By Antoinette Kuritz
Once again it’s summer in San Diego, and for the 42nd year in a row, from July 12 – 15, what has morphed into Comic-Con will bring people from all over the world to San Diego to celebrate not just comic books, TV shows and movies but a larger range of pop culture elements, such as horror, animation, anime, manga, toys, collectible card games, video games, webcomics, and fantasy novels.
So what is a writer of international thrillers doing at a show like this, at a convention that will showcase all manner of costumed attendees intent on honoring the characters they love? Well, when the writer writes novels with cutting-edge scientific premises – his most recent, “Blood Line,” about immortality – and those novels are steeped in real possibilities, those novels and that writer are Comic-Con worthy.
NY Times bestselling author Jim Rollins, the author of Blood Line, took the time to answer some questions about San Diego’s signature convention and his work.
With all the touring you do as an author, what draws you to Comic-Con?
I’ve been going to Comic-Con for the past 16 years, back when there was only one publishing house with a booth (Del Rey Books). First and foremost, I go because there is literally nothing like a Comic-Con experience, and now with multiple publishing houses manning booths, it’s a media juggernaut and a great vehicle for getting your books in front of masses of new readers.
When we think of Comic-Con, we think of attendees in strange costumes. But what is Comic-Con really about?
The costumes get a lot of publicity, but the core of Comic-Con is pure exuberance and excitement. Stepping onto that massive floor for the first time each year, you can feel the lightning in the air: the noise, the crowds, the crazy booths.
Here is a tribe of people with thousands of different interests who share a riotous common bond in the joy of storytelling in all its art forms: comics, books, movies, and television.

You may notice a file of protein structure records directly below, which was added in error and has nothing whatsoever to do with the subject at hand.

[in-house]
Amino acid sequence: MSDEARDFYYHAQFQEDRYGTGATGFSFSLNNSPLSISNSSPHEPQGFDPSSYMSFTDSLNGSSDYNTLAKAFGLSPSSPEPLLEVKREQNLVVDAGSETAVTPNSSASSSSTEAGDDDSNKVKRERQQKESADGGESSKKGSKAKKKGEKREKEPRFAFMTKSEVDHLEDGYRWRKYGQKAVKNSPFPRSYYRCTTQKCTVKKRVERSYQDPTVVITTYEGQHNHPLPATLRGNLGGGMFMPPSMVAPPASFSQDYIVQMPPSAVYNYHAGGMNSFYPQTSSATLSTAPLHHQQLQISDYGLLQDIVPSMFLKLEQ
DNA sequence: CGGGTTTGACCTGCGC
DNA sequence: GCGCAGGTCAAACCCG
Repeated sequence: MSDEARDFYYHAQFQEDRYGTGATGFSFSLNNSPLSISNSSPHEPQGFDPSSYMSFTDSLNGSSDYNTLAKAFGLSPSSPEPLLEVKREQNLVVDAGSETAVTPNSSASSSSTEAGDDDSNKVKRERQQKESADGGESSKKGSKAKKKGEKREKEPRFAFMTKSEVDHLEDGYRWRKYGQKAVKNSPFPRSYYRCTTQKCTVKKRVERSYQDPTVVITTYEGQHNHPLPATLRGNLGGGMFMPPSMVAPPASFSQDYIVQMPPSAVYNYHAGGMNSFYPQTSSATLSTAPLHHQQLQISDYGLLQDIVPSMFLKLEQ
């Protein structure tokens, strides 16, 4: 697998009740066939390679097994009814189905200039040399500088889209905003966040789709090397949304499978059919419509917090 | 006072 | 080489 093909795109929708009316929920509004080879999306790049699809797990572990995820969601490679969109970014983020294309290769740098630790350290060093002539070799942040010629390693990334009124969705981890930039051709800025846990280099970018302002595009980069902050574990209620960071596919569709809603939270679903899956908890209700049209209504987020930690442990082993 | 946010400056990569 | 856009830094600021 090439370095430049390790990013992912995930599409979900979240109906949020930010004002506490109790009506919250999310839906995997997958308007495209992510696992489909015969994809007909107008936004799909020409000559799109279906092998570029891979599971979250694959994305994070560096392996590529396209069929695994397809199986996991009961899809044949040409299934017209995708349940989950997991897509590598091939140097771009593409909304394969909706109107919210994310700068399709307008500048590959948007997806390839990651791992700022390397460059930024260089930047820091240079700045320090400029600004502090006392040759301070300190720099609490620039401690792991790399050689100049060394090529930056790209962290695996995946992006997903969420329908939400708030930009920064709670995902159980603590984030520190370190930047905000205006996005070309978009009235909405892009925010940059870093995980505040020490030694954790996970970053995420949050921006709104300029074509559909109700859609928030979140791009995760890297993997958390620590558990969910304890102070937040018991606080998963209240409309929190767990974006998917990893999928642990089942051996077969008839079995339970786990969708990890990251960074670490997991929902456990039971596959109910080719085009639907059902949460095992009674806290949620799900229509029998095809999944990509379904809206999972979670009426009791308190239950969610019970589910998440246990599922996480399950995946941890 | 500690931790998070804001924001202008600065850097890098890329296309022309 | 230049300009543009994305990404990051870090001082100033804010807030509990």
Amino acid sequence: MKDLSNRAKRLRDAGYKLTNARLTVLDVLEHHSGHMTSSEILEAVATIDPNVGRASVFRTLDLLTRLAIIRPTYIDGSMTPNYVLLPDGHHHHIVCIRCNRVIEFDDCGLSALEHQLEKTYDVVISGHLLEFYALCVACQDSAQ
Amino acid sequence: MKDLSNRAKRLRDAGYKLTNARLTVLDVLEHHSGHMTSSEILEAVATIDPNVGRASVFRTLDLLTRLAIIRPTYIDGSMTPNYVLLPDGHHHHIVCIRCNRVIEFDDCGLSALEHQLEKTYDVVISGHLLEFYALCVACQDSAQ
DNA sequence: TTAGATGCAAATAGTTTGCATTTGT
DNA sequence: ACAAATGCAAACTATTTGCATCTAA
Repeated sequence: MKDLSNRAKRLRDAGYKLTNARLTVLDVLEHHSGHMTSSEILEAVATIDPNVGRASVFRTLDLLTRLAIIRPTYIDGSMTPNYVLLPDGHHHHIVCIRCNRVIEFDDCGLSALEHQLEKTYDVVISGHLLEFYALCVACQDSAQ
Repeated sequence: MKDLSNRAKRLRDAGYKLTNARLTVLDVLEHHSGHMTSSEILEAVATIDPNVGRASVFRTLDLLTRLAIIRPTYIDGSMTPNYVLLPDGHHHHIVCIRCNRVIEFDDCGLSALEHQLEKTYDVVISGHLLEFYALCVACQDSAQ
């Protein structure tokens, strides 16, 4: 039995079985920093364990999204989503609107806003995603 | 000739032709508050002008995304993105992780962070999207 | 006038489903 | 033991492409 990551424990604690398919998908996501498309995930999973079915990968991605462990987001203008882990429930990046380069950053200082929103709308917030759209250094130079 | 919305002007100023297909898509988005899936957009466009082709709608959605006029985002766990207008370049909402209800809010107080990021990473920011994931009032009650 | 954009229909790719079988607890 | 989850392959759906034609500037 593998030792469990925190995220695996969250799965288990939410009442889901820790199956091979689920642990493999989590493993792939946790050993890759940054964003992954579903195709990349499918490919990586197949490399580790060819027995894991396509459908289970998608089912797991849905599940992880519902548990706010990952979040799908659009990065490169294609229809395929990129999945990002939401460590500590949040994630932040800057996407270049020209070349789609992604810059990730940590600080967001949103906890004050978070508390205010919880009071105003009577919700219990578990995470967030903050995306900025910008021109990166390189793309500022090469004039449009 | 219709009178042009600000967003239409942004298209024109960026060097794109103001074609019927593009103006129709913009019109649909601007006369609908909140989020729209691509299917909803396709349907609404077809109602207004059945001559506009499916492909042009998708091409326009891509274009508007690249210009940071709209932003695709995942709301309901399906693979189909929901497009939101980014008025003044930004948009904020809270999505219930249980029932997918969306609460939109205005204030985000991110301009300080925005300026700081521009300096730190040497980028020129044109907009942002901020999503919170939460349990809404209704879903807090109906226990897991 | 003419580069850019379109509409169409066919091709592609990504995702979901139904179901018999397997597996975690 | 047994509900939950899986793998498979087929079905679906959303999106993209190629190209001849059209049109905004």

Do you feel that large events like Comic-Con help you stay in touch with your fans? Or is the camaraderie lost in the crowd?
Not at all. Though the event is massive, the moments are intimate. In that chaotic zoo, that personal one-on-one connection still exists. Whether it’s answering a question in a panel or shaking a hand across a signing table, those close interactions still persist. It’s the true heart of Comic-Con.
When did you first come to Comic-Con and why?
My first Comic-Con was in 1996. I was a new author for Del Rey Books, promoting the first book in my fantasy series under my pseudonym “James Clemens.” I didn’t know what to expect—and I was blown away. Walking in there, I knew I had found my true tribe.
Are there other events like this in the U.S. that you attend or is Comic-Con it for you?
I’ve attended other large conferences and conventions: Dragon Con, World Con, Bouchercon, Thrillerfest. But they are pale, small shadows of San Diego Comic-Con. I’ve said it before: there is NOTHING like Comic-Con.
In your new book, Blood Line, you take readers to the edge of medicine, genetics, and technology, revealing the next evolutionary leap forward: immortality. What drew you to this topic?